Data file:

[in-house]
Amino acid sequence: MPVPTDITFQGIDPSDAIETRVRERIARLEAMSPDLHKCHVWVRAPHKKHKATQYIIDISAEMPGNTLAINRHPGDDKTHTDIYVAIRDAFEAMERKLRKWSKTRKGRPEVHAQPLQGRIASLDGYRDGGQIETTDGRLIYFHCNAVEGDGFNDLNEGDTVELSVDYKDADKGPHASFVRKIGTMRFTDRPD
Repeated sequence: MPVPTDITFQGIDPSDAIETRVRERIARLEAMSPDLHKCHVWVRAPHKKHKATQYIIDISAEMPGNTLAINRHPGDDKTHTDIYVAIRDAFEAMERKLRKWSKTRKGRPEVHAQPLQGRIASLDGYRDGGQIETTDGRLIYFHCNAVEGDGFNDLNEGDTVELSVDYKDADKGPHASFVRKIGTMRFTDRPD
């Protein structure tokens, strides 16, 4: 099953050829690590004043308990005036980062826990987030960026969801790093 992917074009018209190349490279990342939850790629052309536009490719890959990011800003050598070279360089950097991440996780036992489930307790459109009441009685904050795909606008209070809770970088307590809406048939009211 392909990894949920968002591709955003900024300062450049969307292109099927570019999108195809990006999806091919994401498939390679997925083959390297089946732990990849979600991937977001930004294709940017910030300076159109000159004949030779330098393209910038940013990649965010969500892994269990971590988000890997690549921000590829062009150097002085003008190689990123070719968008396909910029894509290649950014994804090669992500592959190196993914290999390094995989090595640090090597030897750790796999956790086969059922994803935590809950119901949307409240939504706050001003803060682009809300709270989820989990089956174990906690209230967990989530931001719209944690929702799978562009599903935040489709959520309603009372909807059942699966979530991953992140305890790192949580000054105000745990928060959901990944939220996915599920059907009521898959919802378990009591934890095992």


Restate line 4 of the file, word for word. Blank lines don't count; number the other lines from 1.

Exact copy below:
């Protein structure tokens, strides 16, 4: 099953050829690590004043308990005036980062826990987030960026969801790093 992917074009018209190349490279990342939850790629052309536009490719890959990011800003050598070279360089950097991440996780036992489930307790459109009441009685904050795909606008209070809770970088307590809406048939009211 392909990894949920968002591709955003900024300062450049969307292109099927570019999108195809990006999806091919994401498939390679997925083959390297089946732990990849979600991937977001930004294709940017910030300076159109000159004949030779330098393209910038940013990649965010969500892994269990971590988000890997690549921000590829062009150097002085003008190689990123070719968008396909910029894509290649950014994804090669992500592959190196993914290999390094995989090595640090090597030897750790796999956790086969059922994803935590809950119901949307409240939504706050001003803060682009809300709270989820989990089956174990906690209230967990989530931001719209944690929702799978562009599903935040489709959520309603009372909807059942699966979530991953992140305890790192949580000054105000745990928060959901990944939220996915599920059907009521898959919802378990009591934890095992």